Steve Nash doesn't watch every Warriors game: 'I would think my value...'

Steve Nash doesn't watch every Warriors game: 'I would think my value...'

Prior to the 2015-16 season, the Warriors hired Steve Nash as a consultant.

He isn't in Oakland very often, and he doesn't catch every second of every game, but the two-time MVP provides value to the organization.

"I watch the Warriors because I'm involved with them and I love their team," Nash explained to Yaron Weitzman of Bleacher Report. "But the reality is I don't really watch full games, I just kind of follow and watch bits and pieces. So it's probably bad for me to admit this, but I don't watch a ton other than the Warriors.

"And even with them, I don't watch all their games, though I do as much as I can. I think I have a pretty good feel for them, though. I also think it's important for me in my role to be the person who has an outside view of the Warriors and not be in the forest with the same unlimited amount of data and intimacy that they all have.

"I can come in from 30,000 feet, provide that view -- like, 'Don't forget a fundamental thing here that you created, Steve Kerr.'"

[RELATED: How Steve 'Yoda' Nash helped Kevin 'Unicorn' Durant]

Nash played an instrumental role in helping Durant rehab from the knee injury he sustained on Feb. 28.

While the Warriors were busy trying to secure the No. 1 seed in the Western Conference, Nash was in the practice facility with the eventual Finals MVP.

"Steve was here so I was able to get my rhythm working with him," Durant explained in his documentary Still KD. "He's probably one of the most skilled players ever. All the little one-dribble pull-up stuff, pick-and-roll stuff -- he critiques. He texts me after most games. We talk about stuff I need to work on.

"Just balance. You see why I do a lot of squats and shots -- mainly to get my core right, balance right. He's a guru with that. We call him Yoda. Got my Yoda work in with Steve."

Nash is a future Hall of Famer.

He captured back-to-back MVPs in 2005 and 2006.

He knows what he's talking about and Kerr listens.

"It's just that you're in the eye of the storm when you're a head coach," Nash detailed. "You have the management team, coaching staff, film staff, analytics team, training staff and playing team, and you're trying to manage all that and it's overwhelming. And then you have the media responsibilities.

"I don't know that I help at all, but I would think my value would be to help provide more of a clear-headed view from the outside. It's not like I have huge opinions, but I do have my point of view and perspective, and it's different because I'm not there."

Drew Shiller is the co-host of Warriors Outsiders and a Web Producer at NBC Sports Bay Area. Follow him on Twitter @DrewShiller

Report: Cavs in serious talks with Derrick Rose

rose-derrick-irving-kyrie.jpg
AP

Report: Cavs in serious talks with Derrick Rose

It appears the Cavs may be on the verge of adding a former MVP.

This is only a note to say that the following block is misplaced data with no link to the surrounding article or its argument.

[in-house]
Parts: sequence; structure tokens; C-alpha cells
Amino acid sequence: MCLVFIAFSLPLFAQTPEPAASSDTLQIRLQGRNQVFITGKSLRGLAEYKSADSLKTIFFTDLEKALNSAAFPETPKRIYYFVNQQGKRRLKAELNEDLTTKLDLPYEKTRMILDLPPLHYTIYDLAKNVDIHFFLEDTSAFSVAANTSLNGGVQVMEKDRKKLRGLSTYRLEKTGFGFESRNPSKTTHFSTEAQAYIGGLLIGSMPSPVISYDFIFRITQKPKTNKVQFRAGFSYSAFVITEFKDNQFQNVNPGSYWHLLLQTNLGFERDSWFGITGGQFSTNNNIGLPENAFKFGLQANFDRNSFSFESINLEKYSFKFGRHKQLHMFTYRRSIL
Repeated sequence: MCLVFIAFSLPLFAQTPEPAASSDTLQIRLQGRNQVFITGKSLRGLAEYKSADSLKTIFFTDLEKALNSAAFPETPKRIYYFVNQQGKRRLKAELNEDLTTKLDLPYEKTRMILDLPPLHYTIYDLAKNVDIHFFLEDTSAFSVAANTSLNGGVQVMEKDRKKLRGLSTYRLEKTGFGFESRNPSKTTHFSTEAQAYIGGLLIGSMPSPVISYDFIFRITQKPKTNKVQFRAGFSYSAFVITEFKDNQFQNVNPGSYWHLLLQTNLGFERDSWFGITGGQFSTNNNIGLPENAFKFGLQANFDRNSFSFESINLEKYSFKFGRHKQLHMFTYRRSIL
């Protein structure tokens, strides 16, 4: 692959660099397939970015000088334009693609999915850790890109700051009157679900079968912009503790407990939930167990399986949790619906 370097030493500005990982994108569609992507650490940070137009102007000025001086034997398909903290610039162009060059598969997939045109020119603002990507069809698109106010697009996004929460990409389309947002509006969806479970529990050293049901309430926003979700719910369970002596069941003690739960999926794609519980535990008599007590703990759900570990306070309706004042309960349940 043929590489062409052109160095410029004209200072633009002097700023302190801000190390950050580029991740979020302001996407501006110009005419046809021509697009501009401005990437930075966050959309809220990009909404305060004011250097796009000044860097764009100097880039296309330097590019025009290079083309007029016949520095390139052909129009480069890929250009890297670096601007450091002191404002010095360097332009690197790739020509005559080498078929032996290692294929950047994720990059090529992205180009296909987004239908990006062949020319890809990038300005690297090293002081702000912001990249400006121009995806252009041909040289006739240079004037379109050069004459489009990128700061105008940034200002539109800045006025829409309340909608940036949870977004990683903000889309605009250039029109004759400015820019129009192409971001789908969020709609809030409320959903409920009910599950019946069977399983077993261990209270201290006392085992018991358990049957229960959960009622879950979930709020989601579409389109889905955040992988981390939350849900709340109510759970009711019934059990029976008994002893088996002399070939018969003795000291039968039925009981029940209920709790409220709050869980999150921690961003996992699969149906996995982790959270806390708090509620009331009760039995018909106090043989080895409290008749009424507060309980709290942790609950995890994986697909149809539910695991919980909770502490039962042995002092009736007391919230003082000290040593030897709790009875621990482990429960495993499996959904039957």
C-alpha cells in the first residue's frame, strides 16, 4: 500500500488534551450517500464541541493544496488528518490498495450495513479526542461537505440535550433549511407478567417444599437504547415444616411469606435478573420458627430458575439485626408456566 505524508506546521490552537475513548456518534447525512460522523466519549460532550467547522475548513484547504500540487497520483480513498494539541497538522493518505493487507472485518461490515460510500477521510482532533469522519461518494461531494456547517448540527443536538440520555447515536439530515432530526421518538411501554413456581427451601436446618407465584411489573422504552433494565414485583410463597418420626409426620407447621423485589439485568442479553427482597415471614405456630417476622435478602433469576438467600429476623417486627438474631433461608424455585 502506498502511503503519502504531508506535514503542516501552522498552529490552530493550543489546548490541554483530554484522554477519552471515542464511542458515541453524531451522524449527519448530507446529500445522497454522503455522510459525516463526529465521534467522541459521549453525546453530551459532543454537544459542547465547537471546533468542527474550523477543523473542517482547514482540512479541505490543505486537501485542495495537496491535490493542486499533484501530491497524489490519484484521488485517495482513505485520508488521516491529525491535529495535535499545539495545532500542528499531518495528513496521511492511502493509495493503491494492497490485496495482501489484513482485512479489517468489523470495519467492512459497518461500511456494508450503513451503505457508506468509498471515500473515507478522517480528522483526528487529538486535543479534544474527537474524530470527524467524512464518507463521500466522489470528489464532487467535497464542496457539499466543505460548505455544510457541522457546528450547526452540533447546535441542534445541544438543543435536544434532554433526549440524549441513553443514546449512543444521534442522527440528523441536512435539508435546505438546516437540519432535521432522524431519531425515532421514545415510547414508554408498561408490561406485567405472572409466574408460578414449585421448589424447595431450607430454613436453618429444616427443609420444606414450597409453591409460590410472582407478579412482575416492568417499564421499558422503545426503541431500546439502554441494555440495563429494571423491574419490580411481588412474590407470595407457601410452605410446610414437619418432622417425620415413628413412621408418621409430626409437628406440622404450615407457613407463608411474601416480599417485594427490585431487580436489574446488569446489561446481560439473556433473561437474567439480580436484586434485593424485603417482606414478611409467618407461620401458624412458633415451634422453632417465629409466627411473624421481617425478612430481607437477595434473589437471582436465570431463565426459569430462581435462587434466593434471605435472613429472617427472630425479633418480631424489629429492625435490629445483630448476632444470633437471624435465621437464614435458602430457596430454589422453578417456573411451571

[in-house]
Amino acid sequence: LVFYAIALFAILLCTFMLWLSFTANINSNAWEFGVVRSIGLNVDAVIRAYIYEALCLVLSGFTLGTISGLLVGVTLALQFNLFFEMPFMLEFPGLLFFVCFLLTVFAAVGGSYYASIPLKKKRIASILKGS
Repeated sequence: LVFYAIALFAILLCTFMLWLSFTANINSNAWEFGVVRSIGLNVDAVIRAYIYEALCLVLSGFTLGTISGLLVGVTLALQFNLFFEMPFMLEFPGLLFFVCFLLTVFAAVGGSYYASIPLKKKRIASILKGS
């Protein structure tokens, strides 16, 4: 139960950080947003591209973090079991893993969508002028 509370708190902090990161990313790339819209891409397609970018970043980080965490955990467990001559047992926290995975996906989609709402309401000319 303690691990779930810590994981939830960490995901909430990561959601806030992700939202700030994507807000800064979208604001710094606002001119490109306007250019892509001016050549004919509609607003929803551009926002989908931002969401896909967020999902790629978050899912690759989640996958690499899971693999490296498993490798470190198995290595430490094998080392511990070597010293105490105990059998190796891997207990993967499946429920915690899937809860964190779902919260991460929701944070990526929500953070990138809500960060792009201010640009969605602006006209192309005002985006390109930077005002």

Derrick Rose and Cleveland are in serious talks about a one-year deal, according to an ESPN report.

Rose averaged 18 points and 4.4 assists over 64 games with the Knicks last season.

[RELATED: Kyrie Irving: Cavs 'in a very peculiar place ... we have a great owner']

He shot 47 percent from the field, but under 22 percent from 3-point territory.

Rose, the 2011 NBA MVP, will turn 29 years old in October.

The max amount of money the Cavs can offer Rose is $2.5 million, according to ESPN's Bobby Marks.

Drew Shiller is the co-host of Warriors Outsiders and a Web Producer at NBC Sports Bay Area. Follow him on Twitter @DrewShiller

What you need to know about Warriors season-ticket program for Chase Center

What you need to know about Warriors season-ticket program for Chase Center

Fully acknowledging they will be making considerable payments into the NBA’s Luxury Tax in the coming years, the Warriors are asking their fans to help.

The defending champions on Wednesday unveiled the Chase Center Membership Program, designed to generate revenue through those reserving season tickets ahead of the team’s move into the new San Francisco arena in 2019.

Members making a one-time payment for each seat receive what amounts to a Personal Seat License, except it’s fully refundable after 30 years. It is, in essence, a zero-interest loan to the franchise.

The cost of membership will vary, with roughly half costing $15,000 or less and the other half being more expensive.

The Warriors are the first NBA team to institute such a fee program, and the first American professional sports team to make the payment refundable.

Here are some of the bullet points regarding the memberships, per the Warriors:

Fully Refundable – Members will be repaid the amount of their membership investment in its entirety at the end of the 30-year term.

Installment Plan – Members will be able to pay their membership fee over time.

Price Certainty – At the time of purchase Chase Center Members will know their ticket cost for the last year at Oracle Arena in addition to the first five years at Chase Center.

Transferability – Members will have the right to transfer or sell their membership.

Access to other events – Members will have the opportunity to purchase tickets for publicly ticketed events hosted at Chase Center prior to the general public.

Third of the building not sold as season tickets – The Warriors will continue to make tickets accessible to as many fans as possible via partial plans, single-game tickets and group tickets.